The government and key-Brexit supporters face a crucial week, with a series of important Brexit votes scheduled for next Tuesday.
Chief whip Julian Smith confirmed to Tory MPs a marathon debate would be held next Tuesday and warned votes could go on long into the night.
MPs are expected to be ordered to strike down all 15 changes made by peers to the EU Withdrawal Bill.
But at least two of the amendments – on whether Mrs May can quit talks without a deal and on keeping Britain inside the European Economic Area – could attract enough Tory rebels to inflict embarrassing defeats on the Government.
The 15 Brexit Bill defeats inflicted by the House of Lords:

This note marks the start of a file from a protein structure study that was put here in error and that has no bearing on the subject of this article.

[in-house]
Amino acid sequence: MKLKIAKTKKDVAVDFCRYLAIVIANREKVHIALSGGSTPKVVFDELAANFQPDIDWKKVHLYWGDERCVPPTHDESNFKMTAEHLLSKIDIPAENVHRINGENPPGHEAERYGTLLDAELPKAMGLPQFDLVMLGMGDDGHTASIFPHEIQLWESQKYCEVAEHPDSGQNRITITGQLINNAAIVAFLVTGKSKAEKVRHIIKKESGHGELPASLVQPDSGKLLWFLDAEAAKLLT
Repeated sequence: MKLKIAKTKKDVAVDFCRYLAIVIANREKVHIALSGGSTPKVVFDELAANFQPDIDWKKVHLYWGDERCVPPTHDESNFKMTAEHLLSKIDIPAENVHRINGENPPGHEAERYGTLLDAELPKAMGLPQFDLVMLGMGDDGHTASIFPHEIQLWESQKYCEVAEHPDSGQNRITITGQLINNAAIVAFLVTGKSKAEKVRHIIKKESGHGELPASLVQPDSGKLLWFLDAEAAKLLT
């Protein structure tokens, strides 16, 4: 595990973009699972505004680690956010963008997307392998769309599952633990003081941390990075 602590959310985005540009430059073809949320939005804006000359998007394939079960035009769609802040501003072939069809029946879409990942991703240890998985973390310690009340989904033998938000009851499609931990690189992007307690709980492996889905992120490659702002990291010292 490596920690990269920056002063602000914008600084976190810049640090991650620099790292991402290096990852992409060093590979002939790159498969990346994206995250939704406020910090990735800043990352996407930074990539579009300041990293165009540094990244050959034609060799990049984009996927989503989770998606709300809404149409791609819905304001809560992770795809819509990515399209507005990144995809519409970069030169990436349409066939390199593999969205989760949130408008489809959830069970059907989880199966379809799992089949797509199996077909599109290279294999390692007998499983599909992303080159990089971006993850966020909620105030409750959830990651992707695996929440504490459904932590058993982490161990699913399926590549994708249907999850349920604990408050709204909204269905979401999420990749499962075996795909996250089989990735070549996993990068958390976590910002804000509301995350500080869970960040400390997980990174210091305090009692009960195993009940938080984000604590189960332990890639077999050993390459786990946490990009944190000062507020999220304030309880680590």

- Forces minsters to try to seek a customs union with the EU
- Keeps EU law relating to employment, consumer and environmental protections
- Keeps the EU Charter of Fundamental Rights
- Removes right of ministers to challenge EU law kept by the UK
- Allows Britons to bring legal cases when their rights, enshrined in EU law, are flouted
- Limits the scope of the Government’s so-called Henry VII powers
- Gives Parliament a meaningful vote at the end of talks
- Gives parliament a veto on the Government’s negotiating position
- Ministers must report on what they are doing to ensure refugee families reunited within Europe
- Ministers must abide by 1998 Good Friday Agreement
- Reaffirms that the UK can keep EU laws and stay in EU agencies
- Gives parliament a veto on the exit day
- Ministers must try to keep the UK in the EEA and therefore the EU single market
- Extends how EU laws will be trawled through by Parliament
- Enshrines EU environmental protections